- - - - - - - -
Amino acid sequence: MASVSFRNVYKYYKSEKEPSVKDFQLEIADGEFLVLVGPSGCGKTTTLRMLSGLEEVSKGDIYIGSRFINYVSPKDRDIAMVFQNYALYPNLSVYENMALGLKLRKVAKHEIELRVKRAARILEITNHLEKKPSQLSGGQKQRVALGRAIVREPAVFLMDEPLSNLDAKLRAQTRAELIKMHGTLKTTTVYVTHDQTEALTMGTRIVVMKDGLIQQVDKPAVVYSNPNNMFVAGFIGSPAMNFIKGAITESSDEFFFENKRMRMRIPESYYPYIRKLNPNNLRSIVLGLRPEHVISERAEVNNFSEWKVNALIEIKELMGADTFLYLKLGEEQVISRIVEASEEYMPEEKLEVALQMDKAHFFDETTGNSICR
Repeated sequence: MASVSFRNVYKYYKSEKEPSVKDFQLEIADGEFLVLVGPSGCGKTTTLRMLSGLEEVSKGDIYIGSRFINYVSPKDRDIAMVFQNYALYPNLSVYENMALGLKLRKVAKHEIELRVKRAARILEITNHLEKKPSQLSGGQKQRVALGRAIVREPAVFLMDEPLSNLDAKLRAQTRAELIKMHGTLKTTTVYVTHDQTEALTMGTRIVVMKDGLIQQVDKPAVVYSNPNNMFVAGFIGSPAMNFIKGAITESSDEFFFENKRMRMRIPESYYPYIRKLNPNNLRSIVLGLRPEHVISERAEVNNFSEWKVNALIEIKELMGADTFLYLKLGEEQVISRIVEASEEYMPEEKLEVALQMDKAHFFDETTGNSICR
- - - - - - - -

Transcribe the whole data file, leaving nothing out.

Amino acid sequence: MASVSFRNVYKYYKSEKEPSVKDFQLEIADGEFLVLVGPSGCGKTTTLRMLSGLEEVSKGDIYIGSRFINYVSPKDRDIAMVFQNYALYPNLSVYENMALGLKLRKVAKHEIELRVKRAARILEITNHLEKKPSQLSGGQKQRVALGRAIVREPAVFLMDEPLSNLDAKLRAQTRAELIKMHGTLKTTTVYVTHDQTEALTMGTRIVVMKDGLIQQVDKPAVVYSNPNNMFVAGFIGSPAMNFIKGAITESSDEFFFENKRMRMRIPESYYPYIRKLNPNNLRSIVLGLRPEHVISERAEVNNFSEWKVNALIEIKELMGADTFLYLKLGEEQVISRIVEASEEYMPEEKLEVALQMDKAHFFDETTGNSICR
Repeated sequence: MASVSFRNVYKYYKSEKEPSVKDFQLEIADGEFLVLVGPSGCGKTTTLRMLSGLEEVSKGDIYIGSRFINYVSPKDRDIAMVFQNYALYPNLSVYENMALGLKLRKVAKHEIELRVKRAARILEITNHLEKKPSQLSGGQKQRVALGRAIVREPAVFLMDEPLSNLDAKLRAQTRAELIKMHGTLKTTTVYVTHDQTEALTMGTRIVVMKDGLIQQVDKPAVVYSNPNNMFVAGFIGSPAMNFIKGAITESSDEFFFENKRMRMRIPESYYPYIRKLNPNNLRSIVLGLRPEHVISERAEVNNFSEWKVNALIEIKELMGADTFLYLKLGEEQVISRIVEASEEYMPEEKLEVALQMDKAHFFDETTGNSICR